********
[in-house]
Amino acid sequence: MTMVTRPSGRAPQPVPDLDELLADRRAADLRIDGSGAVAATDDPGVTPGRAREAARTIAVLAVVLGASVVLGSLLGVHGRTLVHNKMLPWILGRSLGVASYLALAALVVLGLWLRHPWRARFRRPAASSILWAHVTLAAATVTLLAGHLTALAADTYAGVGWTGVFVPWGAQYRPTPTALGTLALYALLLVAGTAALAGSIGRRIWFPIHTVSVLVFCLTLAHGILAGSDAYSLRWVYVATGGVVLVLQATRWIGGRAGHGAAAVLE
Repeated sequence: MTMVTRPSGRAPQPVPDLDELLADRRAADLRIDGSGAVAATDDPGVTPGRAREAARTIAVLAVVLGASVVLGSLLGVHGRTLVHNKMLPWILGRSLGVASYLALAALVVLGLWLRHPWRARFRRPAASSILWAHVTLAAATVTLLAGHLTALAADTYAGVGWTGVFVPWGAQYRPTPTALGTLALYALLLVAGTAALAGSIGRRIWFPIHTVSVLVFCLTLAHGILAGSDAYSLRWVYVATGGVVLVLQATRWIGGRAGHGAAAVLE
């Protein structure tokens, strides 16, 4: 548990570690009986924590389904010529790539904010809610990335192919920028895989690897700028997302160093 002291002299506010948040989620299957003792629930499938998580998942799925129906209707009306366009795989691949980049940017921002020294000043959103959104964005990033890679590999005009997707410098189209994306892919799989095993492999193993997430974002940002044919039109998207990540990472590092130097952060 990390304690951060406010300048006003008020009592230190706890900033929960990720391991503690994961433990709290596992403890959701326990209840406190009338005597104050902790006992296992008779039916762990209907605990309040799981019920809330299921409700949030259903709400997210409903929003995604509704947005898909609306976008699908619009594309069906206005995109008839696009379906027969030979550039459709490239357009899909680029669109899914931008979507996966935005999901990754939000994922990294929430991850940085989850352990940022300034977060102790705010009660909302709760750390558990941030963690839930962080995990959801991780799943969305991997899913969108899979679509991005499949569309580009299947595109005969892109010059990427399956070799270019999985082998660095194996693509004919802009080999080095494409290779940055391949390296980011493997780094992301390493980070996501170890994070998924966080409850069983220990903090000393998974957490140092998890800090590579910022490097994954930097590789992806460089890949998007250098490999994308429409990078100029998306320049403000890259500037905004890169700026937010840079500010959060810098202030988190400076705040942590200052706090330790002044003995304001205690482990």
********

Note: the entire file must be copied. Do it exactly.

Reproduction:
[in-house]
Amino acid sequence: MTMVTRPSGRAPQPVPDLDELLADRRAADLRIDGSGAVAATDDPGVTPGRAREAARTIAVLAVVLGASVVLGSLLGVHGRTLVHNKMLPWILGRSLGVASYLALAALVVLGLWLRHPWRARFRRPAASSILWAHVTLAAATVTLLAGHLTALAADTYAGVGWTGVFVPWGAQYRPTPTALGTLALYALLLVAGTAALAGSIGRRIWFPIHTVSVLVFCLTLAHGILAGSDAYSLRWVYVATGGVVLVLQATRWIGGRAGHGAAAVLE
Repeated sequence: MTMVTRPSGRAPQPVPDLDELLADRRAADLRIDGSGAVAATDDPGVTPGRAREAARTIAVLAVVLGASVVLGSLLGVHGRTLVHNKMLPWILGRSLGVASYLALAALVVLGLWLRHPWRARFRRPAASSILWAHVTLAAATVTLLAGHLTALAADTYAGVGWTGVFVPWGAQYRPTPTALGTLALYALLLVAGTAALAGSIGRRIWFPIHTVSVLVFCLTLAHGILAGSDAYSLRWVYVATGGVVLVLQATRWIGGRAGHGAAAVLE
């Protein structure tokens, strides 16, 4: 548990570690009986924590389904010529790539904010809610990335192919920028895989690897700028997302160093 002291002299506010948040989620299957003792629930499938998580998942799925129906209707009306366009795989691949980049940017921002020294000043959103959104964005990033890679590999005009997707410098189209994306892919799989095993492999193993997430974002940002044919039109998207990540990472590092130097952060 990390304690951060406010300048006003008020009592230190706890900033929960990720391991503690994961433990709290596992403890959701326990209840406190009338005597104050902790006992296992008779039916762990209907605990309040799981019920809330299921409700949030259903709400997210409903929003995604509704947005898909609306976008699908619009594309069906206005995109008839696009379906027969030979550039459709490239357009899909680029669109899914931008979507996966935005999901990754939000994922990294929430991850940085989850352990940022300034977060102790705010009660909302709760750390558990941030963690839930962080995990959801991780799943969305991997899913969108899979679509991005499949569309580009299947595109005969892109010059990427399956070799270019999985082998660095194996693509004919802009080999080095494409290779940055391949390296980011493997780094992301390493980070996501170890994070998924966080409850069983220990903090000393998974957490140092998890800090590579910022490097994954930097590789992806460089890949998007250098490999994308429409990078100029998306320049403000890259500037905004890169700026937010840079500010959060810098202030988190400076705040942590200052706090330790002044003995304001205690482990």